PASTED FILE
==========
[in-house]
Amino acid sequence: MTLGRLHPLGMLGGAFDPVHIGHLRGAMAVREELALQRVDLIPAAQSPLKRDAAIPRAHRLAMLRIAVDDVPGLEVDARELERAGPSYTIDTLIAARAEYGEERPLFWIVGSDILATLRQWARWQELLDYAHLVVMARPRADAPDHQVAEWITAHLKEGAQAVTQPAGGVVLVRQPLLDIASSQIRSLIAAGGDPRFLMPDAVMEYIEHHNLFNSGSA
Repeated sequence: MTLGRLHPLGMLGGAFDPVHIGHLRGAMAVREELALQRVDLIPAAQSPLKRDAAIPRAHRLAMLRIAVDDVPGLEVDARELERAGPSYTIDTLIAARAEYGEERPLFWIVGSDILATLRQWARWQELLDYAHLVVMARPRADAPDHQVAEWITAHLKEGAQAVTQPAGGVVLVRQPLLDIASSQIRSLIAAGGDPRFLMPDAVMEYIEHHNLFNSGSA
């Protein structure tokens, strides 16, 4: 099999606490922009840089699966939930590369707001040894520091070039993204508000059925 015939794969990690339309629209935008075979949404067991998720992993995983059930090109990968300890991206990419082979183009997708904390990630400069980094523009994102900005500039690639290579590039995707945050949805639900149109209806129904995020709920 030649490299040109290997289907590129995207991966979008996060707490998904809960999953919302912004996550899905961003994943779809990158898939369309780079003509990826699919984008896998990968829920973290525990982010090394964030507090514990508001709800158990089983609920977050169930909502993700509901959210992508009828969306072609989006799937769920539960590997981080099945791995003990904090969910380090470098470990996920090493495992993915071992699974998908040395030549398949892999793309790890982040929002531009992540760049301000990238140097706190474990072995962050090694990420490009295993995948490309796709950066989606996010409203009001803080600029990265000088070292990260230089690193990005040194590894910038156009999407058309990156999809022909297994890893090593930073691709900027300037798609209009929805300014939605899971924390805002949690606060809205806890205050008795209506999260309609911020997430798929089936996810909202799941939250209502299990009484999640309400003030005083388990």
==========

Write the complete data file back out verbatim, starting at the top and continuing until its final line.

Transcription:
[in-house]
Amino acid sequence: MTLGRLHPLGMLGGAFDPVHIGHLRGAMAVREELALQRVDLIPAAQSPLKRDAAIPRAHRLAMLRIAVDDVPGLEVDARELERAGPSYTIDTLIAARAEYGEERPLFWIVGSDILATLRQWARWQELLDYAHLVVMARPRADAPDHQVAEWITAHLKEGAQAVTQPAGGVVLVRQPLLDIASSQIRSLIAAGGDPRFLMPDAVMEYIEHHNLFNSGSA
Repeated sequence: MTLGRLHPLGMLGGAFDPVHIGHLRGAMAVREELALQRVDLIPAAQSPLKRDAAIPRAHRLAMLRIAVDDVPGLEVDARELERAGPSYTIDTLIAARAEYGEERPLFWIVGSDILATLRQWARWQELLDYAHLVVMARPRADAPDHQVAEWITAHLKEGAQAVTQPAGGVVLVRQPLLDIASSQIRSLIAAGGDPRFLMPDAVMEYIEHHNLFNSGSA
């Protein structure tokens, strides 16, 4: 099999606490922009840089699966939930590369707001040894520091070039993204508000059925 015939794969990690339309629209935008075979949404067991998720992993995983059930090109990968300890991206990419082979183009997708904390990630400069980094523009994102900005500039690639290579590039995707945050949805639900149109209806129904995020709920 030649490299040109290997289907590129995207991966979008996060707490998904809960999953919302912004996550899905961003994943779809990158898939369309780079003509990826699919984008896998990968829920973290525990982010090394964030507090514990508001709800158990089983609920977050169930909502993700509901959210992508009828969306072609989006799937769920539960590997981080099945791995003990904090969910380090470098470990996920090493495992993915071992699974998908040395030549398949892999793309790890982040929002531009992540760049301000990238140097706190474990072995962050090694990420490009295993995948490309796709950066989606996010409203009001803080600029990265000088070292990260230089690193990005040194590894910038156009999407058309990156999809022909297994890893090593930073691709900027300037798609209009929805300014939605899971924390805002949690606060809205806890205050008795209506999260309609911020997430798929089936996810909202799941939250209502299990009484999640309400003030005083388990």